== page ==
Why do I need an LPA?
LPAs aren’t just a way to plan for the future if you lose mental capacity through dementia. Other people create LPAs in case a severe accident, or illnesses such as a stroke, heart attack or cancer, leave them dependent on others to help with crucial decisions.
Parents with children also make an LPA to ensure their offspring are looked after in the way they want in case they can’t look after them themselves.
Types of LPA
There are two different types of Lasting Power of Attorney (LPA) – a health and welfare LPA and a property and financial affairs LPA
A health and welfare LPA gives your attorney the power to make decisions about your daily routine (washing, dressing, eating), medical care, moving into a care home and life-sustaining medical treatment. It can only be used if you're unable to make your own decisions.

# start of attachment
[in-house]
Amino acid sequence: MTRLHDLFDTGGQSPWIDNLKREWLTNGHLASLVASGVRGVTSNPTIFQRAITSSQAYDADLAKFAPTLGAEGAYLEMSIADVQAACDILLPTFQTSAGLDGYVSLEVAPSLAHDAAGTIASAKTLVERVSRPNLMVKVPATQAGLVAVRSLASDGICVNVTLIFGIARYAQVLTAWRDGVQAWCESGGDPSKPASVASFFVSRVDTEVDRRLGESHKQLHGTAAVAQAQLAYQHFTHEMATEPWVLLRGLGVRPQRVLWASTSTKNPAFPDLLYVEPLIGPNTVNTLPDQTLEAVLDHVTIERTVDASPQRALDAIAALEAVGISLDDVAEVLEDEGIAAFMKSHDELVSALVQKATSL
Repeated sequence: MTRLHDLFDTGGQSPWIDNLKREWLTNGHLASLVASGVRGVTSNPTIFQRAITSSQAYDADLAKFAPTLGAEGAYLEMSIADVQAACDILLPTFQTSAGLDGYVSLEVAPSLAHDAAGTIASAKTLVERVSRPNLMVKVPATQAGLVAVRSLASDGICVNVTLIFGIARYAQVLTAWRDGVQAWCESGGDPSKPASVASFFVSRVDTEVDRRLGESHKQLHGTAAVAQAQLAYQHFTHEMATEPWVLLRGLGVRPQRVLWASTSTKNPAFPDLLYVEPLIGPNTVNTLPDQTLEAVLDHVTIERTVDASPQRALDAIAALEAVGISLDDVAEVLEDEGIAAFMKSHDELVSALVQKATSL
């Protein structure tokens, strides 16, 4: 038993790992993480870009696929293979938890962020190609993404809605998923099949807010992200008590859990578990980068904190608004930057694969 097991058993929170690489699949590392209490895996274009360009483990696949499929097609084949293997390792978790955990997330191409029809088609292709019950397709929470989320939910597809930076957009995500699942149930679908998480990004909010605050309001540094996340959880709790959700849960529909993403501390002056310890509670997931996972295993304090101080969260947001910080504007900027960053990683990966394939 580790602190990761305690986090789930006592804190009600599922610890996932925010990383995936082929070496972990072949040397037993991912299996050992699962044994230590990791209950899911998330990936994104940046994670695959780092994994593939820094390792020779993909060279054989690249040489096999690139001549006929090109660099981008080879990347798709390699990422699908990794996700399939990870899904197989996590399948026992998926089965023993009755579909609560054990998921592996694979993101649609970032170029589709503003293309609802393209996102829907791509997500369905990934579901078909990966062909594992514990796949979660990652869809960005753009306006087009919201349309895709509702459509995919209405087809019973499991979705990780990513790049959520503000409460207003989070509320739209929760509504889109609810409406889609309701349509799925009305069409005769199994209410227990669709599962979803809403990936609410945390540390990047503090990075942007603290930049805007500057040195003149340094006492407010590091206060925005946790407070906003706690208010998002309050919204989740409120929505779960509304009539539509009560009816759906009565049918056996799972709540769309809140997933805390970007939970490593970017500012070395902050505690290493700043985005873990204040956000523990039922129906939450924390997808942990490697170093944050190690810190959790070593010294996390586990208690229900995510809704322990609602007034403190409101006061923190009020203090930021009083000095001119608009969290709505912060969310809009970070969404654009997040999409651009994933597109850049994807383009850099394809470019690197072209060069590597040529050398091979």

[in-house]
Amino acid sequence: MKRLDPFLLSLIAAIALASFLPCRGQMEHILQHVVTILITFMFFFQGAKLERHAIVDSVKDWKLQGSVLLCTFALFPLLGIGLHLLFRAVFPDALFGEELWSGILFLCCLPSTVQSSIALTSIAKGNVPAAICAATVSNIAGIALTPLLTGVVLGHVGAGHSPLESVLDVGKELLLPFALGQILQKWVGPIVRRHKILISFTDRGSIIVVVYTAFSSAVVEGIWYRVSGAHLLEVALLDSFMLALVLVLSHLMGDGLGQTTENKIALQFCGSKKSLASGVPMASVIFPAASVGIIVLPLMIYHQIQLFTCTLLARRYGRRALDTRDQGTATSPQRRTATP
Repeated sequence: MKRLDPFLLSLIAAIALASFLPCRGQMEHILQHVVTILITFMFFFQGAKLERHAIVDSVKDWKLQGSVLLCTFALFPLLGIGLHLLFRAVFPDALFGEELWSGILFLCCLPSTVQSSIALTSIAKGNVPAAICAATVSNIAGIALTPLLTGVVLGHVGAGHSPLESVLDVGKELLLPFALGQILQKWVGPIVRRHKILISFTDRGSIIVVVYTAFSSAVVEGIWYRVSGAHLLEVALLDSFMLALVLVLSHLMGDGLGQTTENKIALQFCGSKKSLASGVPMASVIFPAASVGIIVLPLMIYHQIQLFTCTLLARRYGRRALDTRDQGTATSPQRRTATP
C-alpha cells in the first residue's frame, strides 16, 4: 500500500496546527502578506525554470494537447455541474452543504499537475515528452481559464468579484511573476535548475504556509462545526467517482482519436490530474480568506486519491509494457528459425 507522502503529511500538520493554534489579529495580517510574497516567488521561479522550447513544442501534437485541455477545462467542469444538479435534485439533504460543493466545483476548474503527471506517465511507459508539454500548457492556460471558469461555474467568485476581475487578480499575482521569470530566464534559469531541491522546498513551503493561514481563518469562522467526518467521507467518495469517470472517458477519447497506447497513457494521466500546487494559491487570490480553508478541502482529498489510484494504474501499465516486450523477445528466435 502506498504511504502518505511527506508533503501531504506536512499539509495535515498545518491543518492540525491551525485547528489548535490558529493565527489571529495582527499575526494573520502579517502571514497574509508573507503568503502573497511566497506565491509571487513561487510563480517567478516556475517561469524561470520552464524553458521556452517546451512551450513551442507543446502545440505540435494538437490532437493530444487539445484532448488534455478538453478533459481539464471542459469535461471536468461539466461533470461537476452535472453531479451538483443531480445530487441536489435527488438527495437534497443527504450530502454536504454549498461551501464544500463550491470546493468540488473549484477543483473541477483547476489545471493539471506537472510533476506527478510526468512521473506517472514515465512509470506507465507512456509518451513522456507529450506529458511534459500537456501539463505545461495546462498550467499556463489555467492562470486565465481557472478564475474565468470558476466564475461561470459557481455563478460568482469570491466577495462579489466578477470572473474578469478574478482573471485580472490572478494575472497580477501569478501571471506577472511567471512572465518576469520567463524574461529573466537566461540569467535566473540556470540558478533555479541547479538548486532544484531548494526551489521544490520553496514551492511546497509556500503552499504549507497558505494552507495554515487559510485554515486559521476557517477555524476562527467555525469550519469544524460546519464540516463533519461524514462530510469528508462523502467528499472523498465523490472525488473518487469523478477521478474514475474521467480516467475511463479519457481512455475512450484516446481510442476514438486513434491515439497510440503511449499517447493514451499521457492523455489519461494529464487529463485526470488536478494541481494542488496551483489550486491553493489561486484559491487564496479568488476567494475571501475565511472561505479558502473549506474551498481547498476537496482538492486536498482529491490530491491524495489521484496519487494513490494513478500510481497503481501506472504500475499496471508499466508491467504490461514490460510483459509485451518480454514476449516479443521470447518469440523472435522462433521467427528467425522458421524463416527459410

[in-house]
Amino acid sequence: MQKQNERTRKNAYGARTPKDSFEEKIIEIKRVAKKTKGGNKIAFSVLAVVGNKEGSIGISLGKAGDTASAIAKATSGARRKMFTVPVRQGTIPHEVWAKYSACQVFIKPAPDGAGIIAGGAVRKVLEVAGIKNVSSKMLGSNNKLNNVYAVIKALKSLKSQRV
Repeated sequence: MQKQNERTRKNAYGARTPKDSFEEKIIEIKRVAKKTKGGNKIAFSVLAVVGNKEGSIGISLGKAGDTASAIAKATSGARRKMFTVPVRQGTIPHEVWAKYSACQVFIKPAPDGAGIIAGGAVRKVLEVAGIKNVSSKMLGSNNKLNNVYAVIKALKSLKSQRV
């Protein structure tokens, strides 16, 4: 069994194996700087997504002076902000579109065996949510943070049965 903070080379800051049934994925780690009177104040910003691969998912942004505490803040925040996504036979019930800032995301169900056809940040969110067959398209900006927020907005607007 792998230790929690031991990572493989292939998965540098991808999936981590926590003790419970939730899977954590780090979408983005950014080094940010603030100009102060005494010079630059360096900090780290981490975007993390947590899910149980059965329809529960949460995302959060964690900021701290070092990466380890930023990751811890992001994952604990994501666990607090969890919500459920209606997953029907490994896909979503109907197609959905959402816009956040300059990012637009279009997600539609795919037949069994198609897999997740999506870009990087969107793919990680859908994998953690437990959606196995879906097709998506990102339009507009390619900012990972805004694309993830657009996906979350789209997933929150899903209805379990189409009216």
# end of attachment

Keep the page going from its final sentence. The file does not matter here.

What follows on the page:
A Property and Financial Affairs LPA is a legal document which gives another person or persons (known as your 'attorneys') the authority to make decisions on your behalf, like buying or selling property, making investments, paying your mortgage and bills, and giving people access to financial information about you
What is an Enduring POA?
What is an Enduring Power of Attorney? An EPA is a legal authority granted to one or more people (attorneys) by a mentally capable person to act on their behalf in property and financial matters should they lose mental capacity